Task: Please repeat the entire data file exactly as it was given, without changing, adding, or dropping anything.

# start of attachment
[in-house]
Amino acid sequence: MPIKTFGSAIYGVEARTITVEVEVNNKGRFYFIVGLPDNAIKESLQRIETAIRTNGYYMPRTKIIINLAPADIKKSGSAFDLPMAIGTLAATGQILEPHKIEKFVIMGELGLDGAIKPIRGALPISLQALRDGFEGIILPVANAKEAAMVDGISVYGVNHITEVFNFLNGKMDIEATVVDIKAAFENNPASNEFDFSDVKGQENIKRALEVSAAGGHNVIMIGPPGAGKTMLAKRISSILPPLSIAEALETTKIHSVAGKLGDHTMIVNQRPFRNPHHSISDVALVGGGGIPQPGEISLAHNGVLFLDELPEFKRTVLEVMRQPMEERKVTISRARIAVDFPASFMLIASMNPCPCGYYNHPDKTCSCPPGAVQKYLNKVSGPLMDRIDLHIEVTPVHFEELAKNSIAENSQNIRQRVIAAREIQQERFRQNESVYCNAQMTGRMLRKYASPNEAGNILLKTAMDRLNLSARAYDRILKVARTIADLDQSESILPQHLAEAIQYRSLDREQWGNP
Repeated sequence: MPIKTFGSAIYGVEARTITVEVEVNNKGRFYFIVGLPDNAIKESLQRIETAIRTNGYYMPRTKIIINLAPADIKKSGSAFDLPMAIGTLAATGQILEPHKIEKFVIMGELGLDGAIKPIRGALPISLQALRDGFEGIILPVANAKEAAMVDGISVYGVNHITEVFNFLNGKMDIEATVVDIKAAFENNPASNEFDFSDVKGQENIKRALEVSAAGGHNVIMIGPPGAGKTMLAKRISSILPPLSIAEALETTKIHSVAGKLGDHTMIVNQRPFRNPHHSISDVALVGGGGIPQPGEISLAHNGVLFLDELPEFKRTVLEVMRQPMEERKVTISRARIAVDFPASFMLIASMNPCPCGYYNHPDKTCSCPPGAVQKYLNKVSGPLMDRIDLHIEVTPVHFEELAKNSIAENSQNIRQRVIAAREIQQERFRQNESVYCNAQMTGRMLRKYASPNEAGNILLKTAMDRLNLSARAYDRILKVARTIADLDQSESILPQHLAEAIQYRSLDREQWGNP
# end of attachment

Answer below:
[in-house]
Amino acid sequence: MPIKTFGSAIYGVEARTITVEVEVNNKGRFYFIVGLPDNAIKESLQRIETAIRTNGYYMPRTKIIINLAPADIKKSGSAFDLPMAIGTLAATGQILEPHKIEKFVIMGELGLDGAIKPIRGALPISLQALRDGFEGIILPVANAKEAAMVDGISVYGVNHITEVFNFLNGKMDIEATVVDIKAAFENNPASNEFDFSDVKGQENIKRALEVSAAGGHNVIMIGPPGAGKTMLAKRISSILPPLSIAEALETTKIHSVAGKLGDHTMIVNQRPFRNPHHSISDVALVGGGGIPQPGEISLAHNGVLFLDELPEFKRTVLEVMRQPMEERKVTISRARIAVDFPASFMLIASMNPCPCGYYNHPDKTCSCPPGAVQKYLNKVSGPLMDRIDLHIEVTPVHFEELAKNSIAENSQNIRQRVIAAREIQQERFRQNESVYCNAQMTGRMLRKYASPNEAGNILLKTAMDRLNLSARAYDRILKVARTIADLDQSESILPQHLAEAIQYRSLDREQWGNP
Repeated sequence: MPIKTFGSAIYGVEARTITVEVEVNNKGRFYFIVGLPDNAIKESLQRIETAIRTNGYYMPRTKIIINLAPADIKKSGSAFDLPMAIGTLAATGQILEPHKIEKFVIMGELGLDGAIKPIRGALPISLQALRDGFEGIILPVANAKEAAMVDGISVYGVNHITEVFNFLNGKMDIEATVVDIKAAFENNPASNEFDFSDVKGQENIKRALEVSAAGGHNVIMIGPPGAGKTMLAKRISSILPPLSIAEALETTKIHSVAGKLGDHTMIVNQRPFRNPHHSISDVALVGGGGIPQPGEISLAHNGVLFLDELPEFKRTVLEVMRQPMEERKVTISRARIAVDFPASFMLIASMNPCPCGYYNHPDKTCSCPPGAVQKYLNKVSGPLMDRIDLHIEVTPVHFEELAKNSIAENSQNIRQRVIAAREIQQERFRQNESVYCNAQMTGRMLRKYASPNEAGNILLKTAMDRLNLSARAYDRILKVARTIADLDQSESILPQHLAEAIQYRSLDREQWGNP